In my last post I wrote about the first three questions you needed to ask yourself when thinking about what camera to buy.
Cost or what can I afford.
Types of images or what am I going to photograph.
Convenience or how do I want the camera to work.
When looking at cost you have to first estimate how long you think you will have your camera. Back when I got my first camera, a Kodak Instamatic 104, everyone assumed the technology was so advanced that you could keep using it for 10 or more years. With today’s technology it seems like something new comes out every 6 months! Are you going to want the next greatest thing? Perhaps you are willing to buy “old” technology, you know something that came out last Holiday Season? (Even if you’re reading this in January)
If you are willing to get a camera that came out just 6 months ago, you can probably find a heck of a deal! With websites like www.amazon.com, www.ebay.com or even Fred’s local camera shop there are great deals everywhere.
Let’s think about what types of images you want to capture. If you are going to be taking pictures of your new puppy, do you want to have to change lenses? Chances are that you may not have time to switch lenses when the puppy is doing something that is just so cute (like peeing on your mother in-law’s new fur coat). However if you are going to be trying to photograph your nephew’s football game from the second level of the stadium you may need to have that reach of a strong telephoto lens. Also consider the differences between landscapes and portraits, or snapshots of the family reunion and street photography.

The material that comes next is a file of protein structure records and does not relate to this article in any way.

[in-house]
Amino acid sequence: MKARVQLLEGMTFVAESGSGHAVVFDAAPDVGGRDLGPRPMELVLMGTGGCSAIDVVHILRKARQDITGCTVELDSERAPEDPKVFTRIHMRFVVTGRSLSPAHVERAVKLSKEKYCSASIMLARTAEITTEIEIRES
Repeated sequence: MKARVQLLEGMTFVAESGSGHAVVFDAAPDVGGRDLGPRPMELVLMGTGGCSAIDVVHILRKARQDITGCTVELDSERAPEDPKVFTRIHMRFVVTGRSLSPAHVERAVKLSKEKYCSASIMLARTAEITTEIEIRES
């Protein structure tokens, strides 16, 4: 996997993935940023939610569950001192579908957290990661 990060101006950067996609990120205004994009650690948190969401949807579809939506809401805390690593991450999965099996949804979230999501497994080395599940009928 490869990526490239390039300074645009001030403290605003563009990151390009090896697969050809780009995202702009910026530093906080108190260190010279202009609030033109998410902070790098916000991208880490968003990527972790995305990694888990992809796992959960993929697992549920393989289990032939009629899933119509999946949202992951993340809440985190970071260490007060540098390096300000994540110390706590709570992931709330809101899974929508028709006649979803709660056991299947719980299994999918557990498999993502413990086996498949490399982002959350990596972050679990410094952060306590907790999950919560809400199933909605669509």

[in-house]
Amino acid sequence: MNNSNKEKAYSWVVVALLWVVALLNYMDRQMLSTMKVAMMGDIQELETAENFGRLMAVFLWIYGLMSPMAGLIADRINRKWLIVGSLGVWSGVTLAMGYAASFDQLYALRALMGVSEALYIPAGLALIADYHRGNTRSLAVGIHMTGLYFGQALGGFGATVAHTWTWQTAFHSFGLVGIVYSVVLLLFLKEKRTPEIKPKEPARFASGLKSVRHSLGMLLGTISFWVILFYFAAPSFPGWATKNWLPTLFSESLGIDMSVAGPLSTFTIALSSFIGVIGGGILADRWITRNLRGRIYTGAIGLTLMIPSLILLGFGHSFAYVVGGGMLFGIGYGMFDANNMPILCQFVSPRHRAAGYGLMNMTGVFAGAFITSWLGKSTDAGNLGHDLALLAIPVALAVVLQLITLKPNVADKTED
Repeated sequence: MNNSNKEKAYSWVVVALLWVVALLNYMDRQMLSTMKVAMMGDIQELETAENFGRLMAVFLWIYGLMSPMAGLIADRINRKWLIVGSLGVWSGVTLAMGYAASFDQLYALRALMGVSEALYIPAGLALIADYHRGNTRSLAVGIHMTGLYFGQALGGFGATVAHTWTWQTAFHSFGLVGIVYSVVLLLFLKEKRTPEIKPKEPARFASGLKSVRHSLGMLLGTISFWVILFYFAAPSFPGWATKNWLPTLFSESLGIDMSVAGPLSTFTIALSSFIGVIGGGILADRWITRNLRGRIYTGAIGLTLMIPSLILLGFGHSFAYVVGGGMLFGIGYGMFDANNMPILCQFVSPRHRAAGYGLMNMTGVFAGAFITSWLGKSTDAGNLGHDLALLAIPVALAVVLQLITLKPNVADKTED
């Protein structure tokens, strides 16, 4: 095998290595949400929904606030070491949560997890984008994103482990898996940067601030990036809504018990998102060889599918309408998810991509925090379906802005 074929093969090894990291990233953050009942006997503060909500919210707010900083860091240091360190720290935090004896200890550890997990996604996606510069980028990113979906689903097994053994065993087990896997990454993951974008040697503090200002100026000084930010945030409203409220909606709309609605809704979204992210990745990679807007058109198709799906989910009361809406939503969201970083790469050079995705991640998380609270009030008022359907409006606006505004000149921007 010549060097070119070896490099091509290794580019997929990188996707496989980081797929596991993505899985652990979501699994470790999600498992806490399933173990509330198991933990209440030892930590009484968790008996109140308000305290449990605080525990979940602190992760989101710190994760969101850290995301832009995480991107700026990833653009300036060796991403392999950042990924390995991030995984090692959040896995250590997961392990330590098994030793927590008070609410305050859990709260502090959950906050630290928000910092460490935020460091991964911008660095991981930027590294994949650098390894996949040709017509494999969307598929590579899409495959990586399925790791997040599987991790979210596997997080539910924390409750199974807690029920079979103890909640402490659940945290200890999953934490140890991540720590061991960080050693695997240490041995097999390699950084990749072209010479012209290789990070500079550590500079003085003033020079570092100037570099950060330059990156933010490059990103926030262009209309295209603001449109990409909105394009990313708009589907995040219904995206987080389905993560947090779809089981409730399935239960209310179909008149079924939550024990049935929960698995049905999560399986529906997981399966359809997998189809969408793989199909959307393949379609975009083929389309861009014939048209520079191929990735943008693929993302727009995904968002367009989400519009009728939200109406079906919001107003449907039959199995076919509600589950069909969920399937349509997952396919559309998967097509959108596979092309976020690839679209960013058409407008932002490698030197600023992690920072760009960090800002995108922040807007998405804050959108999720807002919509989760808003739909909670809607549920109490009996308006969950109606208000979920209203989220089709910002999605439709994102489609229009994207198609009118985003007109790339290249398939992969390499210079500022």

This leads us to convenience. If you want the puppy peeing, it may be best to have a camera that you can carry in your pocket, the standard point and shoot type camera. In many cases it is in one way, inconvenient to have to switch lenses. Then again, it’s more than inconvenient to miss that great play when your nephew wins the game for his team. With a little planning, switching lenses can be worth that little extra effort.
If after asking yourself these questions you have decided to go with the point and shoot type camera, it’s now just a matter of what features you want or need. If so, keep in mind the utmost important thing when it comes to all cameras: zoom.
In the point and shoot category manufacturers make cameras that have optical zoom and digital zoom. Digital zoom is the biggest marketing ploy there ever was, well other than the cube flashes for that Instamatic I mentioned earlier. Digital zoom is just the act of cropping an image. Cutting it down so that what you see is just the part of the image you wanted to ‘zoom’ in to. You can do the same thing in Photoshop or some other photo editing software. Always opt for optical zoom.
In the next part of our series: a brief overview of the all mighty megapixels and what you need to know about them.
Until then, Happy Shooting!